There’s a restaurant in Baltimore called the Prime Rib. They are well-known for a popular dish (appetizer or side) called Greenberg potato skins, allegedly named after the long-time patron who first suggested/requested them. Their sister restaurant in DC also has the potato skins on the menu, but without the surname.
I don’t love the skins on russet potatoes, even on those darned potato skin appetizers (which always seemed to me like a way to re-use what should go into the compost). But the skin on thin skinned potatoes like red and even yellow, don’t bother me that much. I still peel regularly when I cook at home, but when I’m at a restaurant and they are red potatoes I just eat them as is.
I love smashed baby reds with garlic and heavy cream. It’s a requested side when folks are invited to dinner chez Meekah.
Yes, it often depends on the potato and application. Even when I make fries, sometimes i want the tough russet skin, sometimes not. The tad of variety offered by that option potato pleases me.
I never peel reds or golds, either. The skin helps texture, IMHO.
If I’m making mashed potatoes, I cook them with peels on. I use a ricer to “mash” them and the peels stay behind. Saves a lot of work if you’re making a big batch.
I agree on the chowder potatoes–they should be peeled before going into the soup.
Now, that’s funny.
I’m the exact opposite.
Mashed potatoes, always peeled.
Stews, soups, etc., never peeled.
I’ll open with notceasikynifentufyingvwiyh disliking ANY food as much as expressed in the opening post. That said…… we almost always use new (baby) potatoes for anything but baked or yams/sweet. Their skins are so soft that I always leave them on whether mashing or roasting or ‘salad-ing’. No texture issues for me. Besides…. Peeling tiny potatoes just doesn’t seem worth it.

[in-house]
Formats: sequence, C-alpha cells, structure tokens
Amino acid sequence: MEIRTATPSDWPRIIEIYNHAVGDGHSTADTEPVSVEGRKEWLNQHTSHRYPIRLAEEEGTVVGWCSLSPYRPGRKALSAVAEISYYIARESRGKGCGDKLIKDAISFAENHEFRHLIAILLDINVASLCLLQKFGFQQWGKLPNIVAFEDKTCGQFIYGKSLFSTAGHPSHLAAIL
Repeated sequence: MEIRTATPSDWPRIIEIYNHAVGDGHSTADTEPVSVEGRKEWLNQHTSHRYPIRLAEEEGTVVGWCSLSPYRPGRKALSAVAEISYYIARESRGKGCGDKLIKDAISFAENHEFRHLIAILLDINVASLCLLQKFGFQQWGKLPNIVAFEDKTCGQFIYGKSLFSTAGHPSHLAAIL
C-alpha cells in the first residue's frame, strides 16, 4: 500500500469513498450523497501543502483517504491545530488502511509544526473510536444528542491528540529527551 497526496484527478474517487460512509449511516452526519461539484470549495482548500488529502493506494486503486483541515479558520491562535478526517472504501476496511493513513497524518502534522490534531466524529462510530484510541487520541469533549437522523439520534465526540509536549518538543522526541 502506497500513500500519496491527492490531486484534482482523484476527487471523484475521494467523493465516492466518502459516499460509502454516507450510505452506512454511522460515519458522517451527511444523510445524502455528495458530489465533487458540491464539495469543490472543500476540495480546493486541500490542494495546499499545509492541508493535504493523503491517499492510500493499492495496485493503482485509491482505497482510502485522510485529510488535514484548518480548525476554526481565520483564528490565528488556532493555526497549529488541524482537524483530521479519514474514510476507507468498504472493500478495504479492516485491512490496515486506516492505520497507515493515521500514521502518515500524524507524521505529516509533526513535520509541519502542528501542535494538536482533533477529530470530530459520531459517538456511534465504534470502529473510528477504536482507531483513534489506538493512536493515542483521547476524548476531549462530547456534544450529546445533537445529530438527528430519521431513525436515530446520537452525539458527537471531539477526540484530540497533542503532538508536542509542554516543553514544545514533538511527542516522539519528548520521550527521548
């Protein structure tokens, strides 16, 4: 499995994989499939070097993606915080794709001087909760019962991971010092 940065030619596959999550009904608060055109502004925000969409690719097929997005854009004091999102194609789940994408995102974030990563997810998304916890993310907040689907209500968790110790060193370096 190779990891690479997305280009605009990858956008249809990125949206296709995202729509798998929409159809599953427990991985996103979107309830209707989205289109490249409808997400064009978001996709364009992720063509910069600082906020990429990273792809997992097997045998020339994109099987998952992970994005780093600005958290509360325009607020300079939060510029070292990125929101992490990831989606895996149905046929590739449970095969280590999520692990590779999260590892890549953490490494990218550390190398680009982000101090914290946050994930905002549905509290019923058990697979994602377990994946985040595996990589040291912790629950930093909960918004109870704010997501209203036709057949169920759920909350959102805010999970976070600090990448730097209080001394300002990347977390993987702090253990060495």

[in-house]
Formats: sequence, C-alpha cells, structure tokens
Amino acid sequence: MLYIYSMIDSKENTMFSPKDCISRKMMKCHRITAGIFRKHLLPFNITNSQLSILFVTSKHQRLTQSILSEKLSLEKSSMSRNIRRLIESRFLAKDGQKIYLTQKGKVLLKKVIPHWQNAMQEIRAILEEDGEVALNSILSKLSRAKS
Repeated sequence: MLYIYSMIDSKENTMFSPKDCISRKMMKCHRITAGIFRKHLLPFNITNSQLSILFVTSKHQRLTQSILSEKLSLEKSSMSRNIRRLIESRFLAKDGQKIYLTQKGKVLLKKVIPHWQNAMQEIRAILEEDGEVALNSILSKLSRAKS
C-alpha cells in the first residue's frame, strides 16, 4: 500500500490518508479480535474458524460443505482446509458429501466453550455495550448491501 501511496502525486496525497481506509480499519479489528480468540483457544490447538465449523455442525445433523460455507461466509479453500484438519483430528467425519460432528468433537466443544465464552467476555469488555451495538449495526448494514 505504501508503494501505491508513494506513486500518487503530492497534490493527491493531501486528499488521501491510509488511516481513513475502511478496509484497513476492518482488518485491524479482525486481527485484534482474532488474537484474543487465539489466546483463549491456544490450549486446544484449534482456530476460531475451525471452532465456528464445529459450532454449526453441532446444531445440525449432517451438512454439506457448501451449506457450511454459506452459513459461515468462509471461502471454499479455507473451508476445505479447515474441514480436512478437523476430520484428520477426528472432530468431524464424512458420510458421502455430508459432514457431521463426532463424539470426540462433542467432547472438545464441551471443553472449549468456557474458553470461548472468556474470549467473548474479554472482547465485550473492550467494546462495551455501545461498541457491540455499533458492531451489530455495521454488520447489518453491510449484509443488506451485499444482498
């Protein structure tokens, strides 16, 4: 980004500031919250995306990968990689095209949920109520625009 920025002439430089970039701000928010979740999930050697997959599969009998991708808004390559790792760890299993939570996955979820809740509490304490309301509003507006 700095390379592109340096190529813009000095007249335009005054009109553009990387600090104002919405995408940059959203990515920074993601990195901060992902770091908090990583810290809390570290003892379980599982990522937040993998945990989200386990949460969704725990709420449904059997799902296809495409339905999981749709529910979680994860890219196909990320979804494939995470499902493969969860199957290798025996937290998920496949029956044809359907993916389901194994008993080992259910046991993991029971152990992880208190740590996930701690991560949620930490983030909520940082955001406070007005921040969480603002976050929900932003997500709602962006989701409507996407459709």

You’ll ooen with what, then? Lolol
Fat fingers + impatient posting.
Well I guess that depends on what dish you are going to make from those potatoes. And does that dish require potato skin or not. If not then I think potatoes can be peeled off first then washed once or twice and then boiled. That way they can be directly used instead of going through the process of peeling them after boiling.
I rarely peel potatoes as I prefer to have the skins on.
This does bring me to my contention that ‘potato skins’ is the only truly American dish. To carve out the ‘flesh’ of the potato and bake the skin and eat only the skin. It’s pretty much unheard of in Asia, Europe, Africa, and South or Central America.
I think its a grand contribution to world culinary delights.
"The inspiration for the potato skins at R.J. Grunts (in Chicago), one of the first restaurants to offer the now omnipresent dish, came from a radio story about sailors eating the vitamin-rich skins to ward off illness while at sea, he says. “My brother relayed the story, and I said, ‘OK, let’s monkey around with potato skins,’” Melman says. “I’ve always been a person who pays attention to what people say. It usually leads me to the new ideas I’ve tried.”